My brother Leith tried to join (he’s three years younger), tried to join the Army Air Corps, which I was in. They shut that down so he went into the Navy. It’s always been a point of humor from my standpoint that anybody who would be crazy enough to fly off of aircraft carriers must have something wrong up here (pointing to forehead), you know. He was a great pilot. He did not get to combat. I got to combat and flew 79 combat missions and was almost shot down on Christmas day – – crazy!
BDP: Tell us about your father.
RAA: Yes, about Dad (R. Alexander Anderson, composer and song writer). He was a remarkable person. He went to Punahou, and he was the number one student at Punahou. He started writing songs when he was in his senior year. He wrote a song for Punahou. Then he went to Cornell.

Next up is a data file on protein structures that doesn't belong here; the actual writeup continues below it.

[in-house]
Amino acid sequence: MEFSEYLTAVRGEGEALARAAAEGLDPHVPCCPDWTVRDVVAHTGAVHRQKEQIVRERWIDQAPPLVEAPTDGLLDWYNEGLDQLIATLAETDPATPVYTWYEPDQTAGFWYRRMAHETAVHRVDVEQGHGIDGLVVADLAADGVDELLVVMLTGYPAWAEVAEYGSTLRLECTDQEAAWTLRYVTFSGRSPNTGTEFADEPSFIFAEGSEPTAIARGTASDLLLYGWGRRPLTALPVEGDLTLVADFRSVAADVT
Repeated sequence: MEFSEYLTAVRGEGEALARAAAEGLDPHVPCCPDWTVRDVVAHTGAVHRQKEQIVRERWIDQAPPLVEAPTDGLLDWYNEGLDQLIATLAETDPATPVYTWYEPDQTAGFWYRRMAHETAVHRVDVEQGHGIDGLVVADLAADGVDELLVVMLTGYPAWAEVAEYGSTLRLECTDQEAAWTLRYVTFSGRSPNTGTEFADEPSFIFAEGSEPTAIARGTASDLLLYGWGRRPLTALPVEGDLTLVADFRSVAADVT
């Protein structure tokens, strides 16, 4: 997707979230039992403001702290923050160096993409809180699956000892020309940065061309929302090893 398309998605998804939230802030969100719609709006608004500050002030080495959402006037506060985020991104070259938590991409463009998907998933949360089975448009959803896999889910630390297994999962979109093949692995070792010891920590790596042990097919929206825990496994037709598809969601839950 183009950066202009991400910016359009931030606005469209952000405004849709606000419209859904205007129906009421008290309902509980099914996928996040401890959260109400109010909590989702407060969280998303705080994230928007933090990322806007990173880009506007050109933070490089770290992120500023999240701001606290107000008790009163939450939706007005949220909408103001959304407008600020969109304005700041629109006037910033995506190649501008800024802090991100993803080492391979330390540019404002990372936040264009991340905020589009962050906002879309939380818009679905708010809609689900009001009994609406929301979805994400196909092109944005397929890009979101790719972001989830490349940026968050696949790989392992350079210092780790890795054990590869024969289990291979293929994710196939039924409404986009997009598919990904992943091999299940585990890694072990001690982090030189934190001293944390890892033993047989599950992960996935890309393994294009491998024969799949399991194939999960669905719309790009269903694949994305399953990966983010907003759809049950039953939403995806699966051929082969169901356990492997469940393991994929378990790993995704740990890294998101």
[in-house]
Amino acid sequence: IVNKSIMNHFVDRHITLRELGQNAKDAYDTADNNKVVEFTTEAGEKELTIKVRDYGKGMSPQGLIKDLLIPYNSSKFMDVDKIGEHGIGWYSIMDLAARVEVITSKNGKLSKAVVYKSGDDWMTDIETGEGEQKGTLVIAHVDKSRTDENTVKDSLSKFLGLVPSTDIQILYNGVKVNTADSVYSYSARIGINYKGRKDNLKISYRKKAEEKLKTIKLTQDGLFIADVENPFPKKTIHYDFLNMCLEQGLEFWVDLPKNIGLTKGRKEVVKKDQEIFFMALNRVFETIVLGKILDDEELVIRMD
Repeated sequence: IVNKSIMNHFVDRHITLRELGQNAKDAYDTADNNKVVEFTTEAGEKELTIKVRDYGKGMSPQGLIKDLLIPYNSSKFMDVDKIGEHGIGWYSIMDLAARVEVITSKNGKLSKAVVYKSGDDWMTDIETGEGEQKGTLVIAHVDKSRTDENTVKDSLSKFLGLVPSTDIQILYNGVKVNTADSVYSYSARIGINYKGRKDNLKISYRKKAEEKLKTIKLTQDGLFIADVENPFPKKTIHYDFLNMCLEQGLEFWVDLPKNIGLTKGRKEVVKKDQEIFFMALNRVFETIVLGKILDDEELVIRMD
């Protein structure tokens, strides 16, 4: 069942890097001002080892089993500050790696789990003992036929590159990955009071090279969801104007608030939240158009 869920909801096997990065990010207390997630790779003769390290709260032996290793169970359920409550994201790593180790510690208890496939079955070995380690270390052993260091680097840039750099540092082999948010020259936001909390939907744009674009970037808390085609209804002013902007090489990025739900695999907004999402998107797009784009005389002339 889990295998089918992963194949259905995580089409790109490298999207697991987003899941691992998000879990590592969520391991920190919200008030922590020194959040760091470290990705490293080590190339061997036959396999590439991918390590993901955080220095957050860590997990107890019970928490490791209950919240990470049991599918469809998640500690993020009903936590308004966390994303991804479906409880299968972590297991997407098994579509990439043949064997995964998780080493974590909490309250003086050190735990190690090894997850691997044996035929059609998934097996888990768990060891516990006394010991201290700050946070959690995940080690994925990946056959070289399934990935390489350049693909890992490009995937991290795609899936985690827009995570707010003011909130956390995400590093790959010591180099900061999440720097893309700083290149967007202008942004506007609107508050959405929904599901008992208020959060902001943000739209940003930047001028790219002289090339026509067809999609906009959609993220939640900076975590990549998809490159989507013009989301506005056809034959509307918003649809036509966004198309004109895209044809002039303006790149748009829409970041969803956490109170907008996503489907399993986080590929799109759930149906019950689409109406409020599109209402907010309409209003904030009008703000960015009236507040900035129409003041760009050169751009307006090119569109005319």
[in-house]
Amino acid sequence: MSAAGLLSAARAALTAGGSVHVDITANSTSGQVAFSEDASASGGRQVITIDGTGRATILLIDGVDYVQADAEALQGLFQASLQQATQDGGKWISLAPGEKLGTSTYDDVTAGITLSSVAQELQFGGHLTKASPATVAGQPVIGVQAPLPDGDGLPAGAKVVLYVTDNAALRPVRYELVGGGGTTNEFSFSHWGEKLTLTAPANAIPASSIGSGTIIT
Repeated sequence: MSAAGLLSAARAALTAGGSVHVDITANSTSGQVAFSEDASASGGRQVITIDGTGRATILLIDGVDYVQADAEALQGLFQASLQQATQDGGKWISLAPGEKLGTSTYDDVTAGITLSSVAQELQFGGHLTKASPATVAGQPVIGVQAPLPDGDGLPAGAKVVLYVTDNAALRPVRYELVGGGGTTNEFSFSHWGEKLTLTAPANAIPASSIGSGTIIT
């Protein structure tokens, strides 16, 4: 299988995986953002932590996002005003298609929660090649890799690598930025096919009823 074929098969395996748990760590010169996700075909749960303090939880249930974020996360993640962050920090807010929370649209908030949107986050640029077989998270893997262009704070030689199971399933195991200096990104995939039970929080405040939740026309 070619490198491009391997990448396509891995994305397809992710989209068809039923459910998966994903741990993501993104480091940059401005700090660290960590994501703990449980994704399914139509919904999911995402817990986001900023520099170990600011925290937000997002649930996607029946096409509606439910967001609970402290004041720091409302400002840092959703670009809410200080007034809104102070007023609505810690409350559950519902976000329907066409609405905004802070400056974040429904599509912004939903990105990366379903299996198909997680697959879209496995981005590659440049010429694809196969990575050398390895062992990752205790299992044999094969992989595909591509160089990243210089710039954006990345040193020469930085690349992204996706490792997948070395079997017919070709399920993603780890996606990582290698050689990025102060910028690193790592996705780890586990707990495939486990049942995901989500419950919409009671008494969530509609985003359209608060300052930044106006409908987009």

The war came on. He became a fighter pilot. And went overseas and flew with an American detachment to the RAF – – flying out of France. He was shot down, and taken prisoner. He and three others in this prison camp that they were in, on the second floor, managed to wiggle the tiles apart and with tying sheets together made an escape. Five escaped but two were recaptured while they were visiting friends. Dad came back, and wrote the story in McClure’s magazine “Shot with luck!” Then he came home and started to… First he went to Chicago. His flying buddy Paul Winslow had a family living in Chicago. For three years during the war mother had gone to Dame Nellie Melba in Australia for a singing career. And she was in New York on her way to meet Dame Nellie Melba in England, and ran into Dean Ault, the Dean of St. Andrew’s Cathedral. And she said: “Dean I’m in a quandary. I don’t know what to do. A very wonderful young man has asked me to marry him (that was dad), and then I’m beholden to my dear friend Dame Melba.” He said: “You must do what your heart tells you.” And so she immediately called dad.